If you’re planning on building a new house, you’re in for one wild ride. Building a home can be an incredibly rewarding experience that creates a strong bond with your house and family; it can help you cultivate a unique space that is perfect for you and your household. It can also be a trying experience where you’re pushed to your limits. The following will explore a few useful tips you might want to keep in mind if you’re building a house.
Schedule Sanity Dates
Building a house is a huge project that takes time (often more time than you were at first expecting). During this process, there are going to be moments when you’re stressed, overwhelmed, or feel like you’re never going to be done working on the house. To help mitigate these completely normal feelings, you want to schedule some days away from home building to enjoy nature, spend time with your family, or practice hobbies you love.
If you’re living in the new house well before it’s completed, this point is especially important. You need days away from the construction site where there isn’t constant noise and sawdust. It’s also important to schedule alone time for everyone in the household if you’re all sharing a much more cramped space than usual throughout the building period.
Think About Maintenance
When the home is finished, you’re not just going to look at it, you’re going to live in it, and this means that you need to think about the experience of maintaining the choices you’ve made. When choosing flooring types, consider what cleaning those floors for the next several years is going to feel like, and make any appropriate changes to your plan. When selecting materials, consider how they can be cleaned and what that process is like. How often are you going to have to refinish elements of the home?
Another huge component of your maintenance considerations is the process of tidying the home. Open concept homes are beautiful and beloved, but you need to understand that it’s a lot harder to stuff a mess into a backroom behind a closed door when the in-laws suddenly show up without any notice. Think about how it is going to feel to get behind on cleaning and maintenance because life is complicated and messy, and there are going to be weeks when you get behind.
Consider Resale Value
You might not be planning on moving anytime soon (or ever), but you still need to consider the impact your choices will have on resale value. Extremely unusual or unique elements can often be a deterrent for future buyers, whereas classic things like a working fireplace can increase the expected value. If you’re having trouble with this or if the home is part of your retirement or savings plans, it’s important to reach out to a real estate agent and get their opinion on the choices you’re making.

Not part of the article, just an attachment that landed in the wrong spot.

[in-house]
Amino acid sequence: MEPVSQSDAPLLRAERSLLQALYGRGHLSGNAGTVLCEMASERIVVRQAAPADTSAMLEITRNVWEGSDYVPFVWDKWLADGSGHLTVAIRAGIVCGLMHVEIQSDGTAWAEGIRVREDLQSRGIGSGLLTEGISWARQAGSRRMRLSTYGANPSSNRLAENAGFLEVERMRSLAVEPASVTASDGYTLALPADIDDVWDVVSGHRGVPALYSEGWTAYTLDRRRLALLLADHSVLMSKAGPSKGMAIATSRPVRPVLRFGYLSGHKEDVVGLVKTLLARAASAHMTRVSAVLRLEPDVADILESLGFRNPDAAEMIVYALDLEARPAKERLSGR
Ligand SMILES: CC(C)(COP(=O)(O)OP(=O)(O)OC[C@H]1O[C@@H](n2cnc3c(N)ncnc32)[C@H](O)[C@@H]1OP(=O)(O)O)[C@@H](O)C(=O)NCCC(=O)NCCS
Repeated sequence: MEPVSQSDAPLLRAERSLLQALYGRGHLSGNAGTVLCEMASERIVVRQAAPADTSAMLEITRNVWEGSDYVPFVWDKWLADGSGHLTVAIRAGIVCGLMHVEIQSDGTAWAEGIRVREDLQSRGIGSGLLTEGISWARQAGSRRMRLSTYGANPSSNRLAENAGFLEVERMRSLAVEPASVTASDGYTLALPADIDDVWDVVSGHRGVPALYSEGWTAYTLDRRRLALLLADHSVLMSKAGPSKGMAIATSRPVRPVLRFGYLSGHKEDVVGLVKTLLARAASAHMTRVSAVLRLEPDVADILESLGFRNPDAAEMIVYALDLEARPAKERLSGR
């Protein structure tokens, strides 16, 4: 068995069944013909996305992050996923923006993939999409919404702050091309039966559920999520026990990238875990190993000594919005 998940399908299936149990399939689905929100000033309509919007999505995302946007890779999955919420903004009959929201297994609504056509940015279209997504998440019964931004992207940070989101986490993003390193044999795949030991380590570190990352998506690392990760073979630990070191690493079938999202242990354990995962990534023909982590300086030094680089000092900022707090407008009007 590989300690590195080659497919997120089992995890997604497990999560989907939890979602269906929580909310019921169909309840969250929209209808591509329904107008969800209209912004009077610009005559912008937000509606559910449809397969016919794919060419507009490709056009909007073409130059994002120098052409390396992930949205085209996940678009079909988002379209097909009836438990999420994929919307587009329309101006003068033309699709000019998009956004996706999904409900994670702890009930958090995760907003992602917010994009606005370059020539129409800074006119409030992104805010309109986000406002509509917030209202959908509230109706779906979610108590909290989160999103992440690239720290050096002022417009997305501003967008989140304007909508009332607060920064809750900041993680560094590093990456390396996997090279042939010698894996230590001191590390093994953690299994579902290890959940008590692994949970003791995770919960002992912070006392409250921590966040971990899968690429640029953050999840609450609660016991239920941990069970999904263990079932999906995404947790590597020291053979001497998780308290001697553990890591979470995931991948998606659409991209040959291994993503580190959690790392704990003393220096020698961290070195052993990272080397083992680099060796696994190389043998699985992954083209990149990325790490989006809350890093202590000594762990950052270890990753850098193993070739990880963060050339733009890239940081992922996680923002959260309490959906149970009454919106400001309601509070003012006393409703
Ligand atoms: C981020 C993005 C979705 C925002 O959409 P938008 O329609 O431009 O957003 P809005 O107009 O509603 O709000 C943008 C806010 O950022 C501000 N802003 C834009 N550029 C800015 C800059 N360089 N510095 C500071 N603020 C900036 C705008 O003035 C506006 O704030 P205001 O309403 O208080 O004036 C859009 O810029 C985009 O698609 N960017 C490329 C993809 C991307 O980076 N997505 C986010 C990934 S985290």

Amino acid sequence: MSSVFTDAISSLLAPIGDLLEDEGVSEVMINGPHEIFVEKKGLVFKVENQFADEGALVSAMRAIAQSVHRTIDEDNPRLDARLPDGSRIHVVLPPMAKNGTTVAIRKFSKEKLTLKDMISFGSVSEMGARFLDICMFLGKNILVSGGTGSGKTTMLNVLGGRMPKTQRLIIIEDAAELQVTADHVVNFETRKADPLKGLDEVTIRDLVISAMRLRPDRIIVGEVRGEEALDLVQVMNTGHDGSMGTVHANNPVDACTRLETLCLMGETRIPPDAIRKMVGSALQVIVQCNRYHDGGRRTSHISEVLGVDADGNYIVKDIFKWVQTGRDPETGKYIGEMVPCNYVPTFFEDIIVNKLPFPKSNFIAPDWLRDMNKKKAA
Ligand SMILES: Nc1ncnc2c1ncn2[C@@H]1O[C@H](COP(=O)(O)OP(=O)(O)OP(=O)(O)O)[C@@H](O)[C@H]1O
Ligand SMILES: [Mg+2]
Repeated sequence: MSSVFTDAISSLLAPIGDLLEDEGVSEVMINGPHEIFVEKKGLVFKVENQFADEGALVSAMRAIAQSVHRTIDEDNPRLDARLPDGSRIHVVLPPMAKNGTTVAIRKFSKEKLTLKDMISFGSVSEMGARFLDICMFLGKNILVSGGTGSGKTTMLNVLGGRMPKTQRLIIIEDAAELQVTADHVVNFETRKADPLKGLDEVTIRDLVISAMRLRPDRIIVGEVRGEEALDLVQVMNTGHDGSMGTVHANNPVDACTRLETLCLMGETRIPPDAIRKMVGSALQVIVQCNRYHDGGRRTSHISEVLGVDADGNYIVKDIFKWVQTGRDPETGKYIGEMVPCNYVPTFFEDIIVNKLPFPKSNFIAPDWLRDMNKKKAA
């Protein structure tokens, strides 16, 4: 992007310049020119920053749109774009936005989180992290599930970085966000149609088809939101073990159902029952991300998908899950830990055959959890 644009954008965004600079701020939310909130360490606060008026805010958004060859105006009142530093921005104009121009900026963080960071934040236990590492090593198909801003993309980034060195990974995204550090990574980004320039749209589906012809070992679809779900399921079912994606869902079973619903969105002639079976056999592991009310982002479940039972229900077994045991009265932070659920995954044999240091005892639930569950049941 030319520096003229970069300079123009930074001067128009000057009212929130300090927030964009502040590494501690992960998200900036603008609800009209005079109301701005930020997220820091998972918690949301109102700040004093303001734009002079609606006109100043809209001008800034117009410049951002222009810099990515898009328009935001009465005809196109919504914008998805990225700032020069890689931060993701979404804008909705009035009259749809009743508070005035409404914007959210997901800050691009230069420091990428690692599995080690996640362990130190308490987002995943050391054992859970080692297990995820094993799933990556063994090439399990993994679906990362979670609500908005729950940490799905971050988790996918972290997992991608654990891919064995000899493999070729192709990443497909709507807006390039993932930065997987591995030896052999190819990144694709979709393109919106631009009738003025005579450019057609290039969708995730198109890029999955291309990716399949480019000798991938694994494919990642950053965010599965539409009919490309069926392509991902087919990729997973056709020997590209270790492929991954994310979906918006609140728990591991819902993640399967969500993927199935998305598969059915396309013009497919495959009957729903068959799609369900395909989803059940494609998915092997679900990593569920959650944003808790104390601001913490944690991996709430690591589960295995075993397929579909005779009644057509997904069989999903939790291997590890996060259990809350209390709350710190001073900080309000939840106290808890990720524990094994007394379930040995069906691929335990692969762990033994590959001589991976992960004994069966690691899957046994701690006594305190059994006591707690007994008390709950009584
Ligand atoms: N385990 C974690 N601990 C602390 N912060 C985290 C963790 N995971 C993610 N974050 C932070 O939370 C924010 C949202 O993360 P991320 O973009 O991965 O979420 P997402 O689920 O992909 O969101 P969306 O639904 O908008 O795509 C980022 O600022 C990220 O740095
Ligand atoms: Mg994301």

Revisit Images You Love
When the building gets tough, it’s good to have some images of what you’re aiming for to keep you motivated. Save photographs from magazines or collect digital images on websites like Pinterest. You might be absolutely in love with living rooms with black accents; you might have been obsessed with having a skylight since you were a kid. Whatever gets you excited to work on the home should be kept handy in case you need a little inspiration or encouragement.
Study Color Psychology
Not enough people look up the impacts of their design choices on the mental state of people within the spaces they are creating. In particular, wide swatches of color can influence the way you feel when you look at them. When selecting wall colors, flooring colors, or statement pieces like sofas, beds, and dining room tables, think about how looking at those colors every day will affect you. If this research really appeals to you, you can also learn about environmental psychology more broadly. Things like layout and texture also influence how people feel within a particular space; you’ll quickly realize that those friends who have a home no one ever wants to leave employ some of this information, whether they’re aware of it or not.
The above list should help you throughout the process of building your own home. It’s important to understand that the experience will probably last longer than you’re expecting, and no matter how you feel about the project, you’re going to be confronting a wide array of emotions as it unfolds. There will be hiccups and moments where you need to compromise your vision for other factors like cost, time, or practicality.